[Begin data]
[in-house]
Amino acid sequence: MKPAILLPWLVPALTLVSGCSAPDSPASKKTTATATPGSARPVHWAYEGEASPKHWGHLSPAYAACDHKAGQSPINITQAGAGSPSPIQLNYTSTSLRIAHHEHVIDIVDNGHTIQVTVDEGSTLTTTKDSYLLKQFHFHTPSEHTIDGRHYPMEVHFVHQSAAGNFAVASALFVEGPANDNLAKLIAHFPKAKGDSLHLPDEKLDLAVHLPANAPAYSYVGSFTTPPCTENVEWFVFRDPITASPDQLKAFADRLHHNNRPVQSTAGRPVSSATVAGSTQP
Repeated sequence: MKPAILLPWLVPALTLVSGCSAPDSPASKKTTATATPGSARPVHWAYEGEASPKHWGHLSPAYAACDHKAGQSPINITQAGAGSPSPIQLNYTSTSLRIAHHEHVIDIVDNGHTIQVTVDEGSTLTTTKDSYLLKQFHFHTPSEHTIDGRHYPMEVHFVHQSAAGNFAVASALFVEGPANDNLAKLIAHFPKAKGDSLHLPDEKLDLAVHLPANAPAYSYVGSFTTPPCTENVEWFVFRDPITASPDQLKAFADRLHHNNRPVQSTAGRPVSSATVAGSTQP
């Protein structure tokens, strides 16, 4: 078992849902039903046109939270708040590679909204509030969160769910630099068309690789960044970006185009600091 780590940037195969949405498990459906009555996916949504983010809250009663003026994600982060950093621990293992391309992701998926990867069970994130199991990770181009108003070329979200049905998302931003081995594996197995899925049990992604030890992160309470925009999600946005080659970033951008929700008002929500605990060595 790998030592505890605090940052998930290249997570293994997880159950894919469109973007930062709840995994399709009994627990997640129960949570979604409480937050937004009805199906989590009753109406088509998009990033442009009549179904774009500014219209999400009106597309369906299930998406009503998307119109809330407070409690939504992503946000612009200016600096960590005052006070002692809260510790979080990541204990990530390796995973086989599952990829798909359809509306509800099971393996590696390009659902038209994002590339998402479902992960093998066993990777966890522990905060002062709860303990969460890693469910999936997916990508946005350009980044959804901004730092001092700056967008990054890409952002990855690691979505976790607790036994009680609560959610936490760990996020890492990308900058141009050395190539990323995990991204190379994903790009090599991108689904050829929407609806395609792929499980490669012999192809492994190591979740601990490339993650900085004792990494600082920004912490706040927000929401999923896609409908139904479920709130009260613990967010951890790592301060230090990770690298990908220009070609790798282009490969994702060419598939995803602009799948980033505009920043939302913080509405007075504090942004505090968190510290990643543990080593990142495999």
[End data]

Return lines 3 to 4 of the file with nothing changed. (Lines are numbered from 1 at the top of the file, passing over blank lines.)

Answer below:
Repeated sequence: MKPAILLPWLVPALTLVSGCSAPDSPASKKTTATATPGSARPVHWAYEGEASPKHWGHLSPAYAACDHKAGQSPINITQAGAGSPSPIQLNYTSTSLRIAHHEHVIDIVDNGHTIQVTVDEGSTLTTTKDSYLLKQFHFHTPSEHTIDGRHYPMEVHFVHQSAAGNFAVASALFVEGPANDNLAKLIAHFPKAKGDSLHLPDEKLDLAVHLPANAPAYSYVGSFTTPPCTENVEWFVFRDPITASPDQLKAFADRLHHNNRPVQSTAGRPVSSATVAGSTQP
């Protein structure tokens, strides 16, 4: 078992849902039903046109939270708040590679909204509030969160769910630099068309690789960044970006185009600091 780590940037195969949405498990459906009555996916949504983010809250009663003026994600982060950093621990293992391309992701998926990867069970994130199991990770181009108003070329979200049905998302931003081995594996197995899925049990992604030890992160309470925009999600946005080659970033951008929700008002929500605990060595 790998030592505890605090940052998930290249997570293994997880159950894919469109973007930062709840995994399709009994627990997640129960949570979604409480937050937004009805199906989590009753109406088509998009990033442009009549179904774009500014219209999400009106597309369906299930998406009503998307119109809330407070409690939504992503946000612009200016600096960590005052006070002692809260510790979080990541204990990530390796995973086989599952990829798909359809509306509800099971393996590696390009659902038209994002590339998402479902992960093998066993990777966890522990905060002062709860303990969460890693469910999936997916990508946005350009980044959804901004730092001092700056967008990054890409952002990855690691979505976790607790036994009680609560959610936490760990996020890492990308900058141009050395190539990323995990991204190379994903790009090599991108689904050829929407609806395609792929499980490669012999192809492994190591979740601990490339993650900085004792990494600082920004912490706040927000929401999923896609409908139904479920709130009260613990967010951890790592301060230090990770690298990908220009070609790798282009490969994702060419598939995803602009799948980033505009920043939302913080509405007075504090942004505090968190510290990643543990080593990142495999």